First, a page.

The filing requirement was projected to raise nearly $25 billion over the next decade by ensuring that vendors pay their taxes. [1] Under the bill, the money will be made up by changing another part of the health care law, requiring more families to repay tax credits designed to help them cover insurance premiums, if their incomes increase beyond certain levels. [2]

Republicans said the filing provision is an example of what happens when lawmakers hastily patch together a massive bill like the health care overhaul, then vote to pass it without knowing everything that’s in it. [3] Lawmakers from both parties say the filing requirement could create a paperwork nightmare for businesses and the Internal Revenue Service.

Businesses already must file Form 1099s with the IRS when they purchase more than $600 in services from a vendor in a year. [4] The new provision would have extended the requirement to the purchase of goods, starting in 2012.

The requirement would hit about 38 million businesses, charities and tax-exempt organizations, many of them small businesses already swamped by government paperwork, according to a report by the National Taxpayer Advocate, an independent watchdog within the IRS.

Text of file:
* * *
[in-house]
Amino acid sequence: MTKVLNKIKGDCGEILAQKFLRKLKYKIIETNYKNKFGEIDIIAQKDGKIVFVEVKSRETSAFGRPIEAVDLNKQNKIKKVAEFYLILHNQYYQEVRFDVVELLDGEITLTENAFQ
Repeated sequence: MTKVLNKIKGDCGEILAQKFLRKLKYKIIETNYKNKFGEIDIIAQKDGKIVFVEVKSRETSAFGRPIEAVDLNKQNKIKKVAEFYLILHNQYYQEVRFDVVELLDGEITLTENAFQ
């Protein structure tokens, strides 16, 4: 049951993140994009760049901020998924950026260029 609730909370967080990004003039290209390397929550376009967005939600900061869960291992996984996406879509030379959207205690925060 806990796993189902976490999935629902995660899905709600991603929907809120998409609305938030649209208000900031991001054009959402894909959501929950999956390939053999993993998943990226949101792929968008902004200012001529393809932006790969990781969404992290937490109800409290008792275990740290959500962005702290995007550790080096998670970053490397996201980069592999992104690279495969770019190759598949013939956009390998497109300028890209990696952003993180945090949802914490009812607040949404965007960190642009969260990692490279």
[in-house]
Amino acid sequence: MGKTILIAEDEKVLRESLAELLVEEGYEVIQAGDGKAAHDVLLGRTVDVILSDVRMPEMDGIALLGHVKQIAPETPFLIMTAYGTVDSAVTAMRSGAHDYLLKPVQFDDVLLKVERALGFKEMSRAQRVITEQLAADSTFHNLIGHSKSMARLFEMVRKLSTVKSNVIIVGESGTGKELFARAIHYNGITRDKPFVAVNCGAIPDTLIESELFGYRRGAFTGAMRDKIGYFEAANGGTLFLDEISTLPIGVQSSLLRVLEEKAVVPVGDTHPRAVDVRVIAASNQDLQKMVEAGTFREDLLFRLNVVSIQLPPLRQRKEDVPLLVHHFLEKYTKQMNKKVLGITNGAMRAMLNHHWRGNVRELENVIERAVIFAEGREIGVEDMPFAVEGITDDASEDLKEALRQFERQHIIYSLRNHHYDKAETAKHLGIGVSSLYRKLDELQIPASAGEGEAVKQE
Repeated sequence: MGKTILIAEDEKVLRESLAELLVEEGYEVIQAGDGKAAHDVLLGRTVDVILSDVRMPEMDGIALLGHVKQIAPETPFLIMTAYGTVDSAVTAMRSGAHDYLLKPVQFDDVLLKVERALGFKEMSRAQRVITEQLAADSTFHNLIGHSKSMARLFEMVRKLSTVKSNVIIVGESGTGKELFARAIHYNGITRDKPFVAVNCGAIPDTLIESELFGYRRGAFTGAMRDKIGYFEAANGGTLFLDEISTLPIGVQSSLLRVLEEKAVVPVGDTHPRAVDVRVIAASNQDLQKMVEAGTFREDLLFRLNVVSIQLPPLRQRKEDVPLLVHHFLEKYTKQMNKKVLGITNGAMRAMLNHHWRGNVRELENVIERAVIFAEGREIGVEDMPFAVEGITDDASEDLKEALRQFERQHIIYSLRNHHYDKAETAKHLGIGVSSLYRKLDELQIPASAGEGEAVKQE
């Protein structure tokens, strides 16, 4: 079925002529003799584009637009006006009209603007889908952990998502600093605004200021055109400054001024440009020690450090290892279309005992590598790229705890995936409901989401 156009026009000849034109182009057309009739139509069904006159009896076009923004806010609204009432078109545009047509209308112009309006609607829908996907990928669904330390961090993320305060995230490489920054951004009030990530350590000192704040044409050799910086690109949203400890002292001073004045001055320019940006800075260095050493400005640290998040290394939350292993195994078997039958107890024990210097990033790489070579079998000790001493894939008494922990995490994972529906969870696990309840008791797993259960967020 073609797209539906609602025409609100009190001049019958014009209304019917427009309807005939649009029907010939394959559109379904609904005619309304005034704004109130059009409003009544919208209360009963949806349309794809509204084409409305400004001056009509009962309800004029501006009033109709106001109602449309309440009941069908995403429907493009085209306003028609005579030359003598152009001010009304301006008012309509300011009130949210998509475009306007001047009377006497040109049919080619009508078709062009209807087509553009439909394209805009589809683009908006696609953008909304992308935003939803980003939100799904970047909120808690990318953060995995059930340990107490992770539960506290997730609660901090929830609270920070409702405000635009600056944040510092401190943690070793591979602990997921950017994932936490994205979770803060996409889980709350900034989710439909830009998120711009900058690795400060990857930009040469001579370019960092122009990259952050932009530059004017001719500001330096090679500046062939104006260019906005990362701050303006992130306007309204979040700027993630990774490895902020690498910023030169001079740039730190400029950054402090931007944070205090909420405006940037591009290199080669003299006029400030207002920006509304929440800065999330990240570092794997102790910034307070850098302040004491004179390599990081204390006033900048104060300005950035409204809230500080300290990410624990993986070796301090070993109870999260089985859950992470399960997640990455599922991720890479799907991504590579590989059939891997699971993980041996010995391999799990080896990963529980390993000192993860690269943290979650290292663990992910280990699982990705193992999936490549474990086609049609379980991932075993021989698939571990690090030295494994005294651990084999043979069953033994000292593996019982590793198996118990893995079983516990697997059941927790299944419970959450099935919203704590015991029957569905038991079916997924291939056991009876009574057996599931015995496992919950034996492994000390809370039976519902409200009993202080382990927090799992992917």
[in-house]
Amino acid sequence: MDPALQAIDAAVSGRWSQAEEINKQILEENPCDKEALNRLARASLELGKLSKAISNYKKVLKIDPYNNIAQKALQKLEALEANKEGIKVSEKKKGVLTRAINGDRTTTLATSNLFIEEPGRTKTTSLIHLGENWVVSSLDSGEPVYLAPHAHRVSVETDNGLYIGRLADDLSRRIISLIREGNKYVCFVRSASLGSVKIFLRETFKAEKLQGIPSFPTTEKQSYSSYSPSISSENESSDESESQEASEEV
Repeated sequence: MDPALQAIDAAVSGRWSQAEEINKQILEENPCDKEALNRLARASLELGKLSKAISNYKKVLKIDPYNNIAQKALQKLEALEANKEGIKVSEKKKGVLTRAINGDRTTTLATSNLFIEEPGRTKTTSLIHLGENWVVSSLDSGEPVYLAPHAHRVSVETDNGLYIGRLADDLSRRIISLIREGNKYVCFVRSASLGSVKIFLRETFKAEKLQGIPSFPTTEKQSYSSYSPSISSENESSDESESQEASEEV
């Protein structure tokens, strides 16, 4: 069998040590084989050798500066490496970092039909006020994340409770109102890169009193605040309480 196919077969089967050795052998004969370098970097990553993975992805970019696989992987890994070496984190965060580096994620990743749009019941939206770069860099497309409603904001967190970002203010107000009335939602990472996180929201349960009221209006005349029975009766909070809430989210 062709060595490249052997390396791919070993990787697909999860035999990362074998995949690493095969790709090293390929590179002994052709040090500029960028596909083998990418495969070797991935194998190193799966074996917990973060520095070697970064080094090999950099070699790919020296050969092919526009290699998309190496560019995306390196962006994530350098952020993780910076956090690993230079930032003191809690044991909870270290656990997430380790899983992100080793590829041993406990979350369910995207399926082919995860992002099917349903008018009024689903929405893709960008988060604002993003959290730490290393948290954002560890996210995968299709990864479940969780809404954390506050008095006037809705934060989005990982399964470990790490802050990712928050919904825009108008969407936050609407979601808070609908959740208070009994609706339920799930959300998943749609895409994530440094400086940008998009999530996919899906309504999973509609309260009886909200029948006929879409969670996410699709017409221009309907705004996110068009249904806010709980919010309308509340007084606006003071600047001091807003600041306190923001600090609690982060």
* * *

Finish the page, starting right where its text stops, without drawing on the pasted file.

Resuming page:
… Starting in 2014, the new health care law will provide tax credits to low- and middle-income families to help pay health insurance premiums, if they don’t get insurance through their employers.

Under the law, if a family’s income increases, and the family members no longer qualify for the tax credits, or qualify for a smaller amount, they would have to repay a portion of those tax credits when they file their federal tax returns. [2] The bill passed Tuesday would increase the amount people would have to repay, generating a projected $25 billion over the next decade.

Notes:

[1] — As usual, Congress failed to estimate the out-of-pocket costs and hits to productivity businesses would have had to incur to comply. Those costs would have reduced the taxable incomes of millions of affected businesses of all types, reducing collections of personal income, corporate income, and Social Security/Medicare taxes. Those reduced collections would have partially if not completely wiped out the supposed $25 billion increase in tax revenues supposedly arising from increased compliance, and should have made the travesty in point [2] which follows unnecessary.